“Ghetto Klown” is John Lequizamo’s new one-man show on Broadway at the Lyceum Theatre that presents a semi-autobiographical look at Lequizamo’s life from growing up in Queens to becoming the household name he is today. Lequizamo launches into the show dancing and getting the crowd warmed up as he grooves, grinds and attempts a dancer’s split to the sounds of James Brown’s “Get Up”. Dressed in burgundy velour sweats, a blue sweat jacket and a NY Giants baseball cap, the audience is ready to laugh, play along and often empathize with Lequizamo’s well constructed timeline of his life beginning in the mid-sixties until the present. He immediately thanks the audience for being the best therapy anyone could ask for as he begins to delve into an often cathartic storytelling of his life exposing everyone that has somehow had an effect or shaped his life.
Through a brilliant combination of a projection/video screen shaped like a billboard to music and a set made to look like a fire escape and apartment, Lequizamo bounces and covers a lot of territory both literally and throughout his journey to fame. The video screen offers highlights of Lequizamo’s life including pictures of family, friends, past girlfriends, schools, acting teachers, and fellow actors. He is able to further extrapolate the key players often adding graffiti-like writing, drawings, scribbles and added descriptions painting a picture of a life he sometimes likes to embellish or call himself out on the choices he’s made.
Of particular note is a video clip he played three times used to describe how he deals with depression. First he locks himself up in his apartment, drinks too much, sleeps too much, becomes paranoid looking out the window and finally shows John simulating masturbation all day long. The hilarious clip became increasingly funnier each time while showing a side of John that was raw and probably not dissimilar to how many of us deal with roller coaster emotions.
We learn early on in the show that John was somewhat of a class clown and had a little trouble with the law in which his parents had to bail him out. He talks about his middle school in Queens that could have easily been architecturally mistaken for the correction facility he just left as he switches slide shows back and forth of both depressing structures. His parents play a major role in his life helping fuel humor, grief and moments of tenderness. His references of his mother are nothing short of brilliant from her accent to how he imitates her embarrassment of not wanting to call any unwanted attention to her or her family. Apparently, she hasn’t seen the humor in being referenced on the Broadway stage.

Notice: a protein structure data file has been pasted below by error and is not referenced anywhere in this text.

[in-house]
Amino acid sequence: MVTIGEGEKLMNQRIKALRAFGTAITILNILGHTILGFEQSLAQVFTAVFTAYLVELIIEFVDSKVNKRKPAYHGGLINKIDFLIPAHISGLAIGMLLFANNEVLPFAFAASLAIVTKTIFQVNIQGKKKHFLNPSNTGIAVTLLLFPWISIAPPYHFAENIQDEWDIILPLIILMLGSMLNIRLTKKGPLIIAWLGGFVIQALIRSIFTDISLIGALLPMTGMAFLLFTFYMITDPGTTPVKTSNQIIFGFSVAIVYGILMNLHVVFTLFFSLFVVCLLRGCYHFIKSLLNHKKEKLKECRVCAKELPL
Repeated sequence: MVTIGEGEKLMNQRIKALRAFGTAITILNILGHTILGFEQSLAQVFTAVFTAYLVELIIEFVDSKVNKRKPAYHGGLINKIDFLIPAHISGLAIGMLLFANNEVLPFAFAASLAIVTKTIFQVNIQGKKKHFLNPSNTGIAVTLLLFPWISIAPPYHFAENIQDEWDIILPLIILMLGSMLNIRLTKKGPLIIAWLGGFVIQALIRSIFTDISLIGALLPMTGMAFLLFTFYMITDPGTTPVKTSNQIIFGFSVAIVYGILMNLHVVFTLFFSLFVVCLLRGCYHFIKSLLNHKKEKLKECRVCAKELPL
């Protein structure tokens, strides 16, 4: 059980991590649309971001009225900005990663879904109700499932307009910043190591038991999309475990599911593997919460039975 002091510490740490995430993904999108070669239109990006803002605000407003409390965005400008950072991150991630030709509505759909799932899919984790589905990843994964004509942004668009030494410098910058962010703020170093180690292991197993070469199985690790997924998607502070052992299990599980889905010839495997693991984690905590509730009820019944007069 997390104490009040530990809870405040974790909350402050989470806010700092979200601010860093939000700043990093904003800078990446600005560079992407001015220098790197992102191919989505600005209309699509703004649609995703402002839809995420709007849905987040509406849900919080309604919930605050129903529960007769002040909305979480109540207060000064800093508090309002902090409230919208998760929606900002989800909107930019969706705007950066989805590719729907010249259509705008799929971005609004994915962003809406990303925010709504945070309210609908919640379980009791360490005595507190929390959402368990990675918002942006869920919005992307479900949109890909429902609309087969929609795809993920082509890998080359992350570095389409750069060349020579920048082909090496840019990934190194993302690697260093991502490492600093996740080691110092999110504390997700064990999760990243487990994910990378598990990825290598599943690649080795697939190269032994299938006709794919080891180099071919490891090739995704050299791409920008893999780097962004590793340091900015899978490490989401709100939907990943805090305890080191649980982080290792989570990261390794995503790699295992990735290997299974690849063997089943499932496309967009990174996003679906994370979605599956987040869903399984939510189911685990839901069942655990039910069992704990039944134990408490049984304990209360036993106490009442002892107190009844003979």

His father and Grandfather offer additional fuel for laughs and moments of sensitivity to our protagonist. Lequizamo’s portrayal of the latter is that of a man who supports his Grandson but, seems to have delusions of an earlier period of his life that involved joining the revolution. His father seems to have caused the most grief throughout John’s life as he was not unlike many immigrants who came to America to offer their family a better way of life. And so it’s with great pain when he hears of John’s desires to become an actor telling him that they came to America to improve their lives not make them worse.
Struggles with his father and three love relationships are all played out by Lequizamo throughout “Ghetto Klown” as he plays himself and imitates every character that has helped shape his life and career. His imitation of his manager, who helped him land many of his film and tv roles like “Miami Vice”, “Romeo + Juliet”, “To Wong Foo Thanks for Everything, Julie Newmar” and “Carlito’s Way” is played as the quintessential image of a coke induced slime ball who’s trying to make a buck on another actor. Other dead on imitations are made of fellow actors he’s shared the screen with like Al Pacino, Patrick Swayze and Steven Siegal who also makes for fun fodder in Kathy Griffin’s Broadway show as well.
There are so many hilarious moments infused into “Ghetto Klown” that are immersed in the entire linear storyline. The audience goes from dancing in their seats to laughing hysterically over a one-liner to being touched by raw moments that Lequizamo chooses to share that further his life story with touching wit. John Lequizamo is a true talent who has seen his star rise and fall but, he’s at his best when he’s allowed to release his inner “Ghetto Klown”.
“Ghetto Klown” is at the Lyceum Theatre: 149 West 45th Street NY, NY 10036 www.ghettoklownonbroadway.com